Synopsis: An American businessman in the Balkans decides to while away an afternoon in a curio shop after closing a big deal. He finds most of the goods laughable in quality, and the shop's owner disagreeable.
When he finds an antique, ornately ornamented book, however, he becomes intrigued. He tries to buy the book, entitled Merlin's Diary. At the suggestion, the shopkeeper becomes almost violently opposed, shouting his disapproval of the suggestion. The businessman, however, continues trying to haggle for the book. The shopkeeper presses on with his warnings that the book's magic is too powerful for it to leave his shop.
Though the businessman scoffs at the idea, he is soon transported by the book back in time by it. He finds himself in the presence of the book's author, Merlin.
Now in front of the great wizard, the businessman still argues that magic does not exist. Merlin merely laughs at the businessman's disbelief, marking him with a minor spell that will convince the man that there are things greater than he can see operating in the universe. Merlin then sends him forward in time to the shop. There, he remembers his encounter with Merlin more as a dream than reality. Shaking it off, he resumes trying to haggle for the book. The shopkeeper is still firmly opposed to selling it. In the renewed exchange for the book, the businessman discovers the mark Merlin left on him: he now has white hair. Taken aback, the businessman hastily leaves the shop to ponder whether magic exists—not to mention the encounter with Merlin—was a dream or reality.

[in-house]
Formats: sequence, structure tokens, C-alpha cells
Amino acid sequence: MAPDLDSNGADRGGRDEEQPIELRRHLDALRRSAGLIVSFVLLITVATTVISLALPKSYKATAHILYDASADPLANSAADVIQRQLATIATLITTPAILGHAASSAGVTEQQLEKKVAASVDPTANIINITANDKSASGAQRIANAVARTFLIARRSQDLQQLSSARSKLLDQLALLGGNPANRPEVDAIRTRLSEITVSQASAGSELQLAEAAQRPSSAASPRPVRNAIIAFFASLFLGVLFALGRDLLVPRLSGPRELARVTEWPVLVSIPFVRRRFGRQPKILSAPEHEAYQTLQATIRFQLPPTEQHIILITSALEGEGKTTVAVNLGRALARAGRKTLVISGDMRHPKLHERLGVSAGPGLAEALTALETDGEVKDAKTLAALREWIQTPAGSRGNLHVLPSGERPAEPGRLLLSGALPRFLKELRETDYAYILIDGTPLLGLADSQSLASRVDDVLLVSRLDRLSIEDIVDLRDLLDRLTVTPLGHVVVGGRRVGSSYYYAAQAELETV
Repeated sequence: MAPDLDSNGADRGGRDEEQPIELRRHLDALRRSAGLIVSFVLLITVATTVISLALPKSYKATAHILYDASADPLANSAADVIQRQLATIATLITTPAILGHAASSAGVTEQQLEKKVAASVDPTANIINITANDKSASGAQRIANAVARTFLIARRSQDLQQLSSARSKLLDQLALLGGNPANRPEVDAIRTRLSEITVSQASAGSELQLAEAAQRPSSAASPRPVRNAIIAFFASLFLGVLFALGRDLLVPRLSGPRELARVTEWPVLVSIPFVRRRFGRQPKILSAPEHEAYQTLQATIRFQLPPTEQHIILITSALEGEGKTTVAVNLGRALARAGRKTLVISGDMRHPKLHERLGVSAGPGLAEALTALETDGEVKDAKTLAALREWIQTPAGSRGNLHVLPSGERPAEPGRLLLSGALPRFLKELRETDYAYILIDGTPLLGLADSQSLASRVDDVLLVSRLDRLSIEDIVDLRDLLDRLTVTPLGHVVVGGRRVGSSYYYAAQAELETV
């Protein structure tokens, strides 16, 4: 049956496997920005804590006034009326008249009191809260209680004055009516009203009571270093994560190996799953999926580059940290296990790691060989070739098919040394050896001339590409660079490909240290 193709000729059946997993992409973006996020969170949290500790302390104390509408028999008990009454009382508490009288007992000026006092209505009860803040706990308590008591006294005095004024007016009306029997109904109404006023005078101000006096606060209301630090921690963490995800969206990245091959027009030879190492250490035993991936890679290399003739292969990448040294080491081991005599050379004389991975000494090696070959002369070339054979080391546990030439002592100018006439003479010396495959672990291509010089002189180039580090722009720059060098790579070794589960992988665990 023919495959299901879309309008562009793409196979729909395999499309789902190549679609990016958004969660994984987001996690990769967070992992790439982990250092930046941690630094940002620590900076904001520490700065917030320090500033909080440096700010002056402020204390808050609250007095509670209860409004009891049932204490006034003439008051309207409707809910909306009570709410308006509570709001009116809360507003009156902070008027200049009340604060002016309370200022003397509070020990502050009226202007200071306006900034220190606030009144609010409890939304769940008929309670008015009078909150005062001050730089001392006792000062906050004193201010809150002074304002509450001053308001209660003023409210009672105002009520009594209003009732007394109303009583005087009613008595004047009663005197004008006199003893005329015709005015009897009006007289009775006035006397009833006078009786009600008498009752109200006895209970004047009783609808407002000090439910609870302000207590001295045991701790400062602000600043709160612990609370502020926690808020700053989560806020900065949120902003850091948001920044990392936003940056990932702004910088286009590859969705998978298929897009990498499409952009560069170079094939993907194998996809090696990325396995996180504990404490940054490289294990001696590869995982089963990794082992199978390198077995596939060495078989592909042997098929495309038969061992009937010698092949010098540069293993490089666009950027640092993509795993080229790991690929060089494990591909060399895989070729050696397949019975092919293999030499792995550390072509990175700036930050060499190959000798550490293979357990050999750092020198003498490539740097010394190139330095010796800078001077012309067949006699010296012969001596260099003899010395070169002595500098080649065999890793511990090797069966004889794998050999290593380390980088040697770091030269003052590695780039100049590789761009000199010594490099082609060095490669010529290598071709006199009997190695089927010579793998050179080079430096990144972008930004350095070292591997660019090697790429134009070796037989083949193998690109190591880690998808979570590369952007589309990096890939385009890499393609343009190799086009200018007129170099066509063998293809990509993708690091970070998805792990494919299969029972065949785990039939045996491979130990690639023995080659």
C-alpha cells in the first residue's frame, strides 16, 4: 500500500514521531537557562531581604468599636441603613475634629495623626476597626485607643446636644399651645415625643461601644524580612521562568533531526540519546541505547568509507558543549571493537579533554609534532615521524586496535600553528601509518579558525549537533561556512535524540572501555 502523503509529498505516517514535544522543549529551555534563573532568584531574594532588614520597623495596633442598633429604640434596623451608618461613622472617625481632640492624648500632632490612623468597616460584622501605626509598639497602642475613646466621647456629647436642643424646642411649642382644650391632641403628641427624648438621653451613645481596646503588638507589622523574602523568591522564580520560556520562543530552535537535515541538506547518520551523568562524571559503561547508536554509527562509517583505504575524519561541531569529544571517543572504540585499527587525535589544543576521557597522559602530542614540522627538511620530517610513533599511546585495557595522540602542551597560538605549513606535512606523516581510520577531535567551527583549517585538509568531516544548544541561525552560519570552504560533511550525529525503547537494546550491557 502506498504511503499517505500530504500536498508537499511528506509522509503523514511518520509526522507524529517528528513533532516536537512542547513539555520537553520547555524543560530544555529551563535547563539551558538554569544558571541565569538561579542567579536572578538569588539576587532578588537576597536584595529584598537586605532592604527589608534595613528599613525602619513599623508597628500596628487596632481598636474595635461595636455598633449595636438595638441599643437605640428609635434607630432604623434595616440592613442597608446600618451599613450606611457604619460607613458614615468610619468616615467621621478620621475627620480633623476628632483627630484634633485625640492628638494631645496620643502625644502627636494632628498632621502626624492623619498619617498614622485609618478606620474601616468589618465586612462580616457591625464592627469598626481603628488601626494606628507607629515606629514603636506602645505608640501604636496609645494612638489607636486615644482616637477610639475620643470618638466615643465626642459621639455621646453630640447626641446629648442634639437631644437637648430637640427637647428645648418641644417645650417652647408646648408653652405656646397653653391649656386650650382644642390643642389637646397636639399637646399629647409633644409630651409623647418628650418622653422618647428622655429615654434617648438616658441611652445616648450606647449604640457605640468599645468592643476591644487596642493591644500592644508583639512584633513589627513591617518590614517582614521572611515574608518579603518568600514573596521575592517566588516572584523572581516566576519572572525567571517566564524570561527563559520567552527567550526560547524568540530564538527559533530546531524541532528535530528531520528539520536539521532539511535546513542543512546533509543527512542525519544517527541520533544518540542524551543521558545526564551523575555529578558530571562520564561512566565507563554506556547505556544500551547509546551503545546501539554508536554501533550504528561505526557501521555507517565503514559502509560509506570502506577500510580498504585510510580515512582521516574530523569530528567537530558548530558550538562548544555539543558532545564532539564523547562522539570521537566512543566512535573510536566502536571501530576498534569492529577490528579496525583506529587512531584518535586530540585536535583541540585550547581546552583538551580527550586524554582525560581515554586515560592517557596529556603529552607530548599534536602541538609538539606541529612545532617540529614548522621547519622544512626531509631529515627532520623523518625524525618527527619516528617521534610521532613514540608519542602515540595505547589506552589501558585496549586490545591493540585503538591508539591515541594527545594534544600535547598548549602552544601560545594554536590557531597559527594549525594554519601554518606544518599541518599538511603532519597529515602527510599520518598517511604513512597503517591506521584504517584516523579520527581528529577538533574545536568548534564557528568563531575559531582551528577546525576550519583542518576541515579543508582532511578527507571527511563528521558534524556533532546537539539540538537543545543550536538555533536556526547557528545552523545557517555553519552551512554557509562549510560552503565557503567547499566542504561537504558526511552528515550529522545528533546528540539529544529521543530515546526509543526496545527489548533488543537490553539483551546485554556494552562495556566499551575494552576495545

After he leaves the shop, the shopkeeper chastises himself for leaving his diary lying about where any mortal could discover it. The modern day Balkan shopkeeper was, in fact, Merlin all along.
Notes: This story is signed, "S. Ditko". It's unknown whether that accounts for story and art, so Steve Ditko is listed here as an unconfirmed creator for writer, as well.